As drug abuse has turned into an epidemic across the country, the government has taken numerous measures to combat it, including the formulation of a new law with harsher punitive measures.
Law enforcement agencies and intelligence agencies have been tasked with preparing separate reports on drug peddlers.
Based on the reports, the Home Ministry will prepare a detailed list containing three categories, with category A for the most notorious criminals.
Flaws in the existing law
Officials at the Department of Narcotics Control (DNC) and law enforcers said there are some loopholes in the existing laws. Arrested drug dealers making use of those loopholes can easily secure bail soon after their detention, thus getting away with their crimes.
Also, in remote areas, local terms are used for narcotic substances instead of their brand names or scientific names. Police too use those informal local names in case statements and charge sheets, which, in turn, reduces the magnitude and severity of crimes committed by drug addicts and peddlers, the DNC officials said.
New law on the cards
To address the loopholes in the Narcotics Control Act 1990 and modernize it, the government has prepared a draft act “Narcotics Control Act 2018, with much stricter punitive measures to fight substance abuse in the country, according to the officials concerned.
A DNC official said the new law would be passed soon.
Great attention has been paid to the Yaba inflow in the draft act in which there will be a mention of narcotics that are not included in the existing act
“We are taking time because we want to formulate a comprehensive, implementable and workable act. The discussion will involve all stakeholders including social organizations,” he said.
DNC Director General Jamal Uddin Ahmed said: “We hope the new act will greatly help law enforcement agencies in investigation and preparation and submission of charge sheets using the actual names of narcotic substances.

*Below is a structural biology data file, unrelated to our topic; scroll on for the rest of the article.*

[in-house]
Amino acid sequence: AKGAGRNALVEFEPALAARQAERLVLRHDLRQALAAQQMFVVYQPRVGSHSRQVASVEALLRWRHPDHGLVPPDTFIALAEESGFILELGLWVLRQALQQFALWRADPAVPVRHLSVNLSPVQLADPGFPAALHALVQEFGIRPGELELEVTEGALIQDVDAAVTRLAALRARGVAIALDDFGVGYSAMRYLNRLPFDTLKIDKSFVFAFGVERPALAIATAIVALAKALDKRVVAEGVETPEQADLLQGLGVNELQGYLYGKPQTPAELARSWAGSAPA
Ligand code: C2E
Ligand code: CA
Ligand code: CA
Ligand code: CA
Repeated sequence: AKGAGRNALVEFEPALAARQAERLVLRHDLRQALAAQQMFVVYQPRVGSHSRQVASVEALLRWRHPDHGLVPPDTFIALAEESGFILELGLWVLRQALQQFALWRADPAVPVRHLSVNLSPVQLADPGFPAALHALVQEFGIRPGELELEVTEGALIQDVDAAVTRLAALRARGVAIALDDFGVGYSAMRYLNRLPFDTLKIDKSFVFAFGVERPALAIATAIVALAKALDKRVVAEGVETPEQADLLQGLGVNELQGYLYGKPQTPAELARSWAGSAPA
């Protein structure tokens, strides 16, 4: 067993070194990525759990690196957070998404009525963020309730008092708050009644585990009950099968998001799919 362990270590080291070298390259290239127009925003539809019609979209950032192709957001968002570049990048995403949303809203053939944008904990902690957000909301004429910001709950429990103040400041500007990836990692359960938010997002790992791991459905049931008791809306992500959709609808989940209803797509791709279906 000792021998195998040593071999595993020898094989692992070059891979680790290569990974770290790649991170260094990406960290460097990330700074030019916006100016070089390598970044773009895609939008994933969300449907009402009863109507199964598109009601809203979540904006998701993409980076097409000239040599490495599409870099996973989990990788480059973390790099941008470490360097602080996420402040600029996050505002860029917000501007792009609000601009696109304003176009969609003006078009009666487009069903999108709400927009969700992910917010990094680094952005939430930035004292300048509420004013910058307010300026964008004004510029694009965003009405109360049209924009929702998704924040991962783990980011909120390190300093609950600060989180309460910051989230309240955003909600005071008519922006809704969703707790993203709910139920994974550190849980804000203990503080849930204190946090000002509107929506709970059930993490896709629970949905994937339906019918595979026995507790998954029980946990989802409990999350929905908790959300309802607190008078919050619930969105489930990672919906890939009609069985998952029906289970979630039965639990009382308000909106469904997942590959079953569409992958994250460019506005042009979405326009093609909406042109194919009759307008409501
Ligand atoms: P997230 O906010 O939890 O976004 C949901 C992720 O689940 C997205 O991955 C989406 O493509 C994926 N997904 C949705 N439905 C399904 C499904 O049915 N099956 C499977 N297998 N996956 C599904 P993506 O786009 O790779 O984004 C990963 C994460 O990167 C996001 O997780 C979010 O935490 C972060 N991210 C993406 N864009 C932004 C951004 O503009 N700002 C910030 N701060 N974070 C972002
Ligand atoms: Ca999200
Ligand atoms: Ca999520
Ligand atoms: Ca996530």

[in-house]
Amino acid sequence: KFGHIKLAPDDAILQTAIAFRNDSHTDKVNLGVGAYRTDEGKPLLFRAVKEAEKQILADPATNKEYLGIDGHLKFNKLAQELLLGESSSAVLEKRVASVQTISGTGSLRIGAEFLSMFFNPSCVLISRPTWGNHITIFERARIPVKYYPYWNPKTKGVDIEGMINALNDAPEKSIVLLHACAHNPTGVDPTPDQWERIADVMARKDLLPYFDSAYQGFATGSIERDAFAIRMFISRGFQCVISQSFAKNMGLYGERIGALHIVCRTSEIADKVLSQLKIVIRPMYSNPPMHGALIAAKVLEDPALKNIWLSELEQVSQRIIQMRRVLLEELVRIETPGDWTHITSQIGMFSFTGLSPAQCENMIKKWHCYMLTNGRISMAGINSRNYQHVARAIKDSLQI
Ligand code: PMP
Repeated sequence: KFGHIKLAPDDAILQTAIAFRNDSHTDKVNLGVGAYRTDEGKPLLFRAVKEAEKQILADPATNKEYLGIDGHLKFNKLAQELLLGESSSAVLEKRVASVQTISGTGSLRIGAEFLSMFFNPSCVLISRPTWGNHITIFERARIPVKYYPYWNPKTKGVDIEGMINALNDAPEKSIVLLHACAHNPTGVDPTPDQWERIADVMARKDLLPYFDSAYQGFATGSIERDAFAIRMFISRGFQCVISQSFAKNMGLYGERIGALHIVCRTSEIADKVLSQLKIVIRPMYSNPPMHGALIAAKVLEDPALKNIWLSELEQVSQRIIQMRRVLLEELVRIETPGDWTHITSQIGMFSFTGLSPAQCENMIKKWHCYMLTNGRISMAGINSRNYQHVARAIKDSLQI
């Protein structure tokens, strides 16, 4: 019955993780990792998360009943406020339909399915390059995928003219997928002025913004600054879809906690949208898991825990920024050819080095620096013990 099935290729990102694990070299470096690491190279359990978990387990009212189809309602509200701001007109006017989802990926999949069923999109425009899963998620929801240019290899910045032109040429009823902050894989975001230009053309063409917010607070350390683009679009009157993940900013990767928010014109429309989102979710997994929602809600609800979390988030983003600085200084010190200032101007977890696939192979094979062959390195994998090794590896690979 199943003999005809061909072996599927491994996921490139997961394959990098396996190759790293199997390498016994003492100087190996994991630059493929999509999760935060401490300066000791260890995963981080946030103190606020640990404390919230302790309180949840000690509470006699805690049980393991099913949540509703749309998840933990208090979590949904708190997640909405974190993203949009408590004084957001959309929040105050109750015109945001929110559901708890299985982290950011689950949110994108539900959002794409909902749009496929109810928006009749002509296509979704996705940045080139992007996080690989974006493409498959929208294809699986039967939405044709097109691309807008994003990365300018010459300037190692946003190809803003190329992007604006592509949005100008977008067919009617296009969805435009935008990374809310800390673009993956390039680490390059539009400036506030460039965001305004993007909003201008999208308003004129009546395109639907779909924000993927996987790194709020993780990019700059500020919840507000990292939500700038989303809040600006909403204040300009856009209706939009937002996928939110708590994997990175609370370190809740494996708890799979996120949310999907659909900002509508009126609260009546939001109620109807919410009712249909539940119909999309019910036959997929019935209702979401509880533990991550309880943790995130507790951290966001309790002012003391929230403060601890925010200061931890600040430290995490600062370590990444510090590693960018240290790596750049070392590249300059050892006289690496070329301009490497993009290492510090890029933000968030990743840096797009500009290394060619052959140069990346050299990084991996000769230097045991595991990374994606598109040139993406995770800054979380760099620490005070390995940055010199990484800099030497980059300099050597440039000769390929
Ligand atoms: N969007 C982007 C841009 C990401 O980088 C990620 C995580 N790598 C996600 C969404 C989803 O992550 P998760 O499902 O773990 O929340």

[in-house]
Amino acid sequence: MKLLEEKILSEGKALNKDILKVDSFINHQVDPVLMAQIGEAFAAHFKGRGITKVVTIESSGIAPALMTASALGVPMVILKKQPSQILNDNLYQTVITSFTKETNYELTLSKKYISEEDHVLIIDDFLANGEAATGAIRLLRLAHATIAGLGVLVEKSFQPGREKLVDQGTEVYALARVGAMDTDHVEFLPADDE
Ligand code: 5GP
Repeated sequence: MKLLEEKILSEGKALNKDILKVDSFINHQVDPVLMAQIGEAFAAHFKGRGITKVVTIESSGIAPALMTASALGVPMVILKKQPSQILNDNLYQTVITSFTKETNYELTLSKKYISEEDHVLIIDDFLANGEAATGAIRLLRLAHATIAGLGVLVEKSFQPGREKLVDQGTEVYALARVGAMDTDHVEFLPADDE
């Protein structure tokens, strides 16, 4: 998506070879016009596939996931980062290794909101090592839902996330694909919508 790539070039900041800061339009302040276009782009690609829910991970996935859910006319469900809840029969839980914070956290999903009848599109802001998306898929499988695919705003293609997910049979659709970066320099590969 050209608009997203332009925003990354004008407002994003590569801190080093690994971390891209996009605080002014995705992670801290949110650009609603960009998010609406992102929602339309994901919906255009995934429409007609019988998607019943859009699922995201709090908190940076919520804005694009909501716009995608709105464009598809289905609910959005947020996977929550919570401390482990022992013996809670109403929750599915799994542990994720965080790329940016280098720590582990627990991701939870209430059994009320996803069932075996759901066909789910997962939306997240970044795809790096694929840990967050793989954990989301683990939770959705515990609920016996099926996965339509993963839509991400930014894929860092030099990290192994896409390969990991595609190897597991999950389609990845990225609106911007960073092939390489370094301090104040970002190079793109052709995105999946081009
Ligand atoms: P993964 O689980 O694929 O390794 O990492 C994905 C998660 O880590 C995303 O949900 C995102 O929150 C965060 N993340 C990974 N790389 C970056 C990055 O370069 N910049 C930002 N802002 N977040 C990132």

He added that the draft act recommends death penalty as maximum punishment for crimes associated with drug abuse.
“In the existing law, there is limited scope for bringing the kingpins of gangs linked with narcotics trade to book [as they do not generally come to the forefront]. Therefore, provisions have been included in the proposed act in order to bring them to justice, Jamal further said.
The draft has been sent to the authorities concerned for vetting and will be placed at an inter-ministerial meeting today, the official added.
Rights activist Nur Khan Liton said there are allegations against members of the police that they implicate commoners as drug peddlers in “false” cases to harass and extort money from them.
The authorities must take into cognizance the issue of potential abuse of the stricter provisions, he stressed.
DNC sources said the DNC DG held a meeting with Inspector General of Police JabedPatwary on March 20 to discuss the draft act and find ways to enhance cooperation in their drives against drug abuse.
The inflow of contraband Yaba and other addictive substances is on the rise and a major barrier to enforcing laws, said Home Minister Asaduzzaman Khan Kamal.
“So, great attention has been paid to the Yaba inflow in the draft act in which there will be a mention of narcotics that are not included in the existing act.”
Also there is scope in the draft for incorporating substances that are likely to enter the country over time, he added.
“Punishment is not enough to control drug abuse. Therefore, we have decided to have all, including the civil society and social organizations, on board and work together to this end. If we can successfully do this, only then it will be possible to combat substance abuse and drug peddling in the country,” the minister said.
Hailing the authorities for incorporating the provisions of stricter punishment in the draft, anti-drugs campaigner Dr Arup Ratan Choudhury said: “The DNC did not function properly in the past. But, now Narcotic Control Advisory Committee should play proactive role.
“As the kingpins always stay behind the scenes, the government should strictly enforce the act so that they cannot get away with their crimes.”
Arup, founder and president of Manash, an anti-drug social organization, also stressed the need for coordination between the DNC and law enforcement agencies.